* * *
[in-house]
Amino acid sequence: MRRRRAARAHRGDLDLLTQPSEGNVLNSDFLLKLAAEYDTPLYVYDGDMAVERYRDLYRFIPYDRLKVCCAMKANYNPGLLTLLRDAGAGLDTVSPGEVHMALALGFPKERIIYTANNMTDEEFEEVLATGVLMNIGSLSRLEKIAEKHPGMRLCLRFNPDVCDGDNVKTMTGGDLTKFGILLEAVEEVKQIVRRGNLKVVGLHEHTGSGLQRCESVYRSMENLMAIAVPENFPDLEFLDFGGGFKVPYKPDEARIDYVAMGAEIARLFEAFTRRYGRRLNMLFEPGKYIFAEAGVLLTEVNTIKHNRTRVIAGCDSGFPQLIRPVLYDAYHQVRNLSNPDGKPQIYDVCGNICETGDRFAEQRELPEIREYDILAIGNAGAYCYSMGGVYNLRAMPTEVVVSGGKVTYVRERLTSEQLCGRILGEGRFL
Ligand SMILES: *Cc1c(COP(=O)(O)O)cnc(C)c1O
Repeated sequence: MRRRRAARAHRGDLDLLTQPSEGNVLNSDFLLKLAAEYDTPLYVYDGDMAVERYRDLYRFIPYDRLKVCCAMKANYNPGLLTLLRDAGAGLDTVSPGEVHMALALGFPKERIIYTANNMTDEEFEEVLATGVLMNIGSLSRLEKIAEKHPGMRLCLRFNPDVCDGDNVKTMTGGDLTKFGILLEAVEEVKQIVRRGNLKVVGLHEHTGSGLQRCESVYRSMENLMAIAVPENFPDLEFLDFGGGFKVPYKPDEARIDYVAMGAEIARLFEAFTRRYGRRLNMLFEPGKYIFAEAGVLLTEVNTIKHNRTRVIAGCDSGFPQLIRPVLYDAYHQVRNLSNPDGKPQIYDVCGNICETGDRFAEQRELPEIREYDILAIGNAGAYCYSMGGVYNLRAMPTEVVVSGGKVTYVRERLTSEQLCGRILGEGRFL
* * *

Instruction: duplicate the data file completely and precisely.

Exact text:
[in-house]
Amino acid sequence: MRRRRAARAHRGDLDLLTQPSEGNVLNSDFLLKLAAEYDTPLYVYDGDMAVERYRDLYRFIPYDRLKVCCAMKANYNPGLLTLLRDAGAGLDTVSPGEVHMALALGFPKERIIYTANNMTDEEFEEVLATGVLMNIGSLSRLEKIAEKHPGMRLCLRFNPDVCDGDNVKTMTGGDLTKFGILLEAVEEVKQIVRRGNLKVVGLHEHTGSGLQRCESVYRSMENLMAIAVPENFPDLEFLDFGGGFKVPYKPDEARIDYVAMGAEIARLFEAFTRRYGRRLNMLFEPGKYIFAEAGVLLTEVNTIKHNRTRVIAGCDSGFPQLIRPVLYDAYHQVRNLSNPDGKPQIYDVCGNICETGDRFAEQRELPEIREYDILAIGNAGAYCYSMGGVYNLRAMPTEVVVSGGKVTYVRERLTSEQLCGRILGEGRFL
Ligand SMILES: *Cc1c(COP(=O)(O)O)cnc(C)c1O
Repeated sequence: MRRRRAARAHRGDLDLLTQPSEGNVLNSDFLLKLAAEYDTPLYVYDGDMAVERYRDLYRFIPYDRLKVCCAMKANYNPGLLTLLRDAGAGLDTVSPGEVHMALALGFPKERIIYTANNMTDEEFEEVLATGVLMNIGSLSRLEKIAEKHPGMRLCLRFNPDVCDGDNVKTMTGGDLTKFGILLEAVEEVKQIVRRGNLKVVGLHEHTGSGLQRCESVYRSMENLMAIAVPENFPDLEFLDFGGGFKVPYKPDEARIDYVAMGAEIARLFEAFTRRYGRRLNMLFEPGKYIFAEAGVLLTEVNTIKHNRTRVIAGCDSGFPQLIRPVLYDAYHQVRNLSNPDGKPQIYDVCGNICETGDRFAEQRELPEIREYDILAIGNAGAYCYSMGGVYNLRAMPTEVVVSGGKVTYVRERLTSEQLCGRILGEGRFL